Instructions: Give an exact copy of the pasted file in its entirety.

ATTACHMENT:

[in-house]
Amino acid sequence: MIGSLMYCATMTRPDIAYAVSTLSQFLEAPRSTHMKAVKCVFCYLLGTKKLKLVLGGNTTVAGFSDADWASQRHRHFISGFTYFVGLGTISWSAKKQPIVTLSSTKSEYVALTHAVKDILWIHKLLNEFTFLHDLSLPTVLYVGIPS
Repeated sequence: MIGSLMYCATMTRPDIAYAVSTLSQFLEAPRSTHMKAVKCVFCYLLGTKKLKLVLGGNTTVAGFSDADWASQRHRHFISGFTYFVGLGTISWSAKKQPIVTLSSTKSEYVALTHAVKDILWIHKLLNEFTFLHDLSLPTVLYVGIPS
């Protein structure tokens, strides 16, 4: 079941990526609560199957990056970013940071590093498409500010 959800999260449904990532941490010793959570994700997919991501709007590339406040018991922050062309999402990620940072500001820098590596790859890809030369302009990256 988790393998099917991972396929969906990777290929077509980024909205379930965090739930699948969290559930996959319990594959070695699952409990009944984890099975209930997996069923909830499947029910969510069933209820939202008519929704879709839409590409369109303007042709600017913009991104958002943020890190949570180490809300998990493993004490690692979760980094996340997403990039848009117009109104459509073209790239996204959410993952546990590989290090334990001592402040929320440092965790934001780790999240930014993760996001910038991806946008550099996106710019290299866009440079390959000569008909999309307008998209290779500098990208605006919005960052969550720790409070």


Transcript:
[in-house]
Amino acid sequence: MIGSLMYCATMTRPDIAYAVSTLSQFLEAPRSTHMKAVKCVFCYLLGTKKLKLVLGGNTTVAGFSDADWASQRHRHFISGFTYFVGLGTISWSAKKQPIVTLSSTKSEYVALTHAVKDILWIHKLLNEFTFLHDLSLPTVLYVGIPS
Repeated sequence: MIGSLMYCATMTRPDIAYAVSTLSQFLEAPRSTHMKAVKCVFCYLLGTKKLKLVLGGNTTVAGFSDADWASQRHRHFISGFTYFVGLGTISWSAKKQPIVTLSSTKSEYVALTHAVKDILWIHKLLNEFTFLHDLSLPTVLYVGIPS
């Protein structure tokens, strides 16, 4: 079941990526609560199957990056970013940071590093498409500010 959800999260449904990532941490010793959570994700997919991501709007590339406040018991922050062309999402990620940072500001820098590596790859890809030369302009990256 988790393998099917991972396929969906990777290929077509980024909205379930965090739930699948969290559930996959319990594959070695699952409990009944984890099975209930997996069923909830499947029910969510069933209820939202008519929704879709839409590409369109303007042709600017913009991104958002943020890190949570180490809300998990493993004490690692979760980094996340997403990039848009117009109104459509073209790239996204959410993952546990590989290090334990001592402040929320440092965790934001780790999240930014993760996001910038991806946008550099996106710019290299866009440079390959000569008909999309307008998209290779500098990208605006919005960052969550720790409070």